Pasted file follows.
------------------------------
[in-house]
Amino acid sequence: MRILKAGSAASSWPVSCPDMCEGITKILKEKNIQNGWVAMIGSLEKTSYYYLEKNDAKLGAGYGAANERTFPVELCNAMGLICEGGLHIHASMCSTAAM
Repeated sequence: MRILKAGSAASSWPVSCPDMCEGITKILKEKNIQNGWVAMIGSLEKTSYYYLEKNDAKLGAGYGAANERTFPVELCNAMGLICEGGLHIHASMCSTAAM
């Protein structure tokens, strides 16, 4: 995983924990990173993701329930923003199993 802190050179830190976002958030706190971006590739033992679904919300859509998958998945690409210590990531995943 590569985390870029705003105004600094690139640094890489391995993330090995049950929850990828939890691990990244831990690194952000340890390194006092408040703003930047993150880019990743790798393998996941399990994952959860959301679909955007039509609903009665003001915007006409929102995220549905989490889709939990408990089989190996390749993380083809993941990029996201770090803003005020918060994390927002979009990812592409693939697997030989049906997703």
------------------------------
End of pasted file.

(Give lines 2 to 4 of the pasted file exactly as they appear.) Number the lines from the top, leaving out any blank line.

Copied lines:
Amino acid sequence: MRILKAGSAASSWPVSCPDMCEGITKILKEKNIQNGWVAMIGSLEKTSYYYLEKNDAKLGAGYGAANERTFPVELCNAMGLICEGGLHIHASMCSTAAM
Repeated sequence: MRILKAGSAASSWPVSCPDMCEGITKILKEKNIQNGWVAMIGSLEKTSYYYLEKNDAKLGAGYGAANERTFPVELCNAMGLICEGGLHIHASMCSTAAM
């Protein structure tokens, strides 16, 4: 995983924990990173993701329930923003199993 802190050179830190976002958030706190971006590739033992679904919300859509998958998945690409210590990531995943 590569985390870029705003105004600094690139640094890489391995993330090995049950929850990828939890691990990244831990690194952000340890390194006092408040703003930047993150880019990743790798393998996941399990994952959860959301679909955007039509609903009665003001915007006409929102995220549905989490889709939990408990089989190996390749993380083809993941990029996201770090803003005020918060994390927002979009990812592409693939697997030989049906997703």